Posted By Claire on November 14, 2018
This day in history, 14th November 1532, the Feast of St Erkenwald, might just have been Henry VIII and Anne Boleyn’s wedding day!
Chronicler Edward Hall can usually be trusted and according to him “The king, after his return [from Calais] married privily the lady Anne Boleyn on Saint Erkenwald’s day, which marriage was kept so secret, that very few knew it, til she was great with child, at Easter after.”
The couple had landed at Dover early that morning, having returned from meeting King Francis I in Calais to gain his support for their relationship. They then spent a few days in the Dover area before travelling back to London. They are recorded as arriving back at Eltham Palace on 24th November. Although the time Henry VIII and Anne Boleyn spent in Dover was said to be “for the purpose of having harbours constructed in the said town, or at least of creating a spacious plea for asking money from his subjects for the said works”, it may have also acted as a bit of a honeymoon, some time together before returning to the bustle of the royal court.
Whatever happened on St Erkenwald’s Day 1532, the couple began living together as man and wife from that point on and it was not long before Anne became pregnant. On 25th January 1533, the Feast of St Paul, Henry VIII and Anne Boleyn got married in a[another] secret ceremony at Whitehall Palace.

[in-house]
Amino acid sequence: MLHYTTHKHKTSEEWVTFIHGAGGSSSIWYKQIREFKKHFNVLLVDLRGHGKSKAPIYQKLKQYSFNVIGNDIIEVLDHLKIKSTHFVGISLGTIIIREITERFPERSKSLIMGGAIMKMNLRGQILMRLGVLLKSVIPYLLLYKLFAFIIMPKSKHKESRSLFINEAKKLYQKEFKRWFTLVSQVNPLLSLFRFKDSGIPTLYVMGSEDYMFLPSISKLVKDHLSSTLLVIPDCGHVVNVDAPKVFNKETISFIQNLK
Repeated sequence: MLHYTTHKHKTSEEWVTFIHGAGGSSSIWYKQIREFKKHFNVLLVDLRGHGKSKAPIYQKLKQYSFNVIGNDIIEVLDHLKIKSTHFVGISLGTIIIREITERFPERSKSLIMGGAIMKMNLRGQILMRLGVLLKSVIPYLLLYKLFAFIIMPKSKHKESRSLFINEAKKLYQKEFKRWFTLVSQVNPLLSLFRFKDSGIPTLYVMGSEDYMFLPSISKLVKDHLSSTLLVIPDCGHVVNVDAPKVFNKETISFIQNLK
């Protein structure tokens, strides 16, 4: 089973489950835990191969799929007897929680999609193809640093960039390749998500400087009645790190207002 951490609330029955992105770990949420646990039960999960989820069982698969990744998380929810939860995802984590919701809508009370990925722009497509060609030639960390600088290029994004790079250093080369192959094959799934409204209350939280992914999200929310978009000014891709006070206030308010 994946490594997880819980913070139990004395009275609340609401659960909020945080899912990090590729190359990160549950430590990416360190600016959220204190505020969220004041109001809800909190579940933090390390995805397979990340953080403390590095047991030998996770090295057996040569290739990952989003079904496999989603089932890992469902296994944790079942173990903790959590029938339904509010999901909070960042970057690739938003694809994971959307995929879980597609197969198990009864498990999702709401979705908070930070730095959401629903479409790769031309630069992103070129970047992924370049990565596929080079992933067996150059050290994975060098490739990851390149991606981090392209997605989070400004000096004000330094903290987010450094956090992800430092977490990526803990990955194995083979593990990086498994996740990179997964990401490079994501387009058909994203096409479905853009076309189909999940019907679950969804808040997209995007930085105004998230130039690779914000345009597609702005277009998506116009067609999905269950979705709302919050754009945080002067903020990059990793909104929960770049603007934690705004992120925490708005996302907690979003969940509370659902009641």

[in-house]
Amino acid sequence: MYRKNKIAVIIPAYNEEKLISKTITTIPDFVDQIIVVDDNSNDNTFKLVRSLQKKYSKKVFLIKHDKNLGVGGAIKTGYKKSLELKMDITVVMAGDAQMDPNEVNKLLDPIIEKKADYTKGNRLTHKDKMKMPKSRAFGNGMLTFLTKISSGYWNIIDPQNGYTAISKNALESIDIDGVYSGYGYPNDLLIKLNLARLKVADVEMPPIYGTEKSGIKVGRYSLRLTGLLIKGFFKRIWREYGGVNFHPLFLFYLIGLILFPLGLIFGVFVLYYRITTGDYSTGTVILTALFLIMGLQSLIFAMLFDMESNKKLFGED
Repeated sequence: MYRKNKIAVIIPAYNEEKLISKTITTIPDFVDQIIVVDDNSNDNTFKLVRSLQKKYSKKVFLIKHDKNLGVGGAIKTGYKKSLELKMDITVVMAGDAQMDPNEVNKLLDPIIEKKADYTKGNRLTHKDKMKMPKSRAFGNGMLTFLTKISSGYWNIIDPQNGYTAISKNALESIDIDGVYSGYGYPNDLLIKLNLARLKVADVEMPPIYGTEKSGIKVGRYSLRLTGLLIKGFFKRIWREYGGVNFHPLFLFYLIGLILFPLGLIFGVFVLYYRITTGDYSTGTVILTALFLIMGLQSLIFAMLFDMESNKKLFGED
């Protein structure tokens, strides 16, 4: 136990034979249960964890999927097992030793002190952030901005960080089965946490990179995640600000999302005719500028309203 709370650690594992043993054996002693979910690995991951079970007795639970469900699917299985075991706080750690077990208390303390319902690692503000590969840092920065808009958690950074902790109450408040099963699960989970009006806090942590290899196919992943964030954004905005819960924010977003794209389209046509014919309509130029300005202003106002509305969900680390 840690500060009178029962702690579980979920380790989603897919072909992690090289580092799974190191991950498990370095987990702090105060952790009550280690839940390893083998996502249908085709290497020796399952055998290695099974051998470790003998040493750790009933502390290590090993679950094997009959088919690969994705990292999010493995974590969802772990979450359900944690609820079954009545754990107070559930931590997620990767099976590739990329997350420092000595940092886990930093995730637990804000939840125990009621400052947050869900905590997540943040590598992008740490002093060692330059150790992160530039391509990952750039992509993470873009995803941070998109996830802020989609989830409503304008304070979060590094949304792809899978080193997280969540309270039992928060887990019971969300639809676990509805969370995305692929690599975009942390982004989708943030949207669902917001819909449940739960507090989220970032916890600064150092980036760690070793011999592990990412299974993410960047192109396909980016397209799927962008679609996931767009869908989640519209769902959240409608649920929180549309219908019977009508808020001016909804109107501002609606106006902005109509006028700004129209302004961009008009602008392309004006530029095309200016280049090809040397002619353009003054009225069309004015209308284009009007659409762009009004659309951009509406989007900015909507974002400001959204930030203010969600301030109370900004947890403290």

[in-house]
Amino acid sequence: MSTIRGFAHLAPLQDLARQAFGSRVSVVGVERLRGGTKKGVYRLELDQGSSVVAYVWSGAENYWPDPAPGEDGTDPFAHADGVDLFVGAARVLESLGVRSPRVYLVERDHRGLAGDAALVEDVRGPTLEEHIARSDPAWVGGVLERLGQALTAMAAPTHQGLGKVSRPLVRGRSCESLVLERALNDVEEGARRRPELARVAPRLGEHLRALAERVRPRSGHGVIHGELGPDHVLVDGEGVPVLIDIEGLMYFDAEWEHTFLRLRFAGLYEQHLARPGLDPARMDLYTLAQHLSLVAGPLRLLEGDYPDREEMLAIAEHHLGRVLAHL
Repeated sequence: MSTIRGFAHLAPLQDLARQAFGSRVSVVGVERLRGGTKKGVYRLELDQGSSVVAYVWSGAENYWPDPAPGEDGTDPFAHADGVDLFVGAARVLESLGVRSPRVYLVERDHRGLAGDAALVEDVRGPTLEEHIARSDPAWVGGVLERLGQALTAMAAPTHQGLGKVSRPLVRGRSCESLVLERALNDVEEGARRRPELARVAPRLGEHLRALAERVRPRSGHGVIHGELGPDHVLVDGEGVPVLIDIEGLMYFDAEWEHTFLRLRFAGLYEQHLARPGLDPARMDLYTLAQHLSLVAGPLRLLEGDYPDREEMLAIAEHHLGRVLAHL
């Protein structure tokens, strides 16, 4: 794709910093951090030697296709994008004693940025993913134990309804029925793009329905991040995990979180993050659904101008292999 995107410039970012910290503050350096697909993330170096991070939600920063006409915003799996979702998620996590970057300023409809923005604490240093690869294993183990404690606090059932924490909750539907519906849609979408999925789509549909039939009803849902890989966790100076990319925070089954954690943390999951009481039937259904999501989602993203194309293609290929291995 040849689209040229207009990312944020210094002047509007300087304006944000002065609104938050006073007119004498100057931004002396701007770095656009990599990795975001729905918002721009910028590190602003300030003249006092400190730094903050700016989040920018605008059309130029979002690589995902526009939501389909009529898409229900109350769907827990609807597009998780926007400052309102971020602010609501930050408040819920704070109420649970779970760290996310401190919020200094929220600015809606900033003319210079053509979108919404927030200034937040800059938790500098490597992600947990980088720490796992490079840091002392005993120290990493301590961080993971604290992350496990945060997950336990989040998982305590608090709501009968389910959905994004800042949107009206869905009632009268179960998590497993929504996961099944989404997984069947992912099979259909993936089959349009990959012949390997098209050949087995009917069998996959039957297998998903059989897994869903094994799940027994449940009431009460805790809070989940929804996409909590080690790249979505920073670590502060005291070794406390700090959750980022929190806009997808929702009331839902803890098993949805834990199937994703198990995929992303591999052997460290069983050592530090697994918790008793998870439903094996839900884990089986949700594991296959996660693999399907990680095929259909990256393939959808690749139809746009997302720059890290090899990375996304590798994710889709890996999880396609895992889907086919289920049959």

Was Edward Hall correct in his dating of their marriage? I believe so. For the couple to suddenly begin co-habiting, and therefore risking pregnancy, I think there must have been some kind of ceremony. What do you think?
Today is also the anniversary of the marriage of Henry VIII’s brother, Arthur Tudor, Prince of Wales, and Catherine of Aragon, who obviously went on to become Henry VIII’s first wife. Click here to read more.
Notes and Sources
- Hall, Edward (1809) Hall’s chronicle: containing the history of England, during the reign of Henry the Fourth, and the succeeding monarchs, to the end of the reign of Henry the Eighth, in which are particularly described the manners and customs of those periods. Carefully collated with the editions of 1548 and 1550, printed for J. Johnson; F.C. and J. Rivington; T. Payne; Wilkie and Robinson; Longman, Hurst, Rees and Orme; Cadell and Davies; and J. Mawman; London, p.794.
- Calendar of State Papers, Spain, 1531-1533, p.556-557.
- Ives, Eric (2004) The Life and Death of Anne Boleyn, p. 161, 170-171.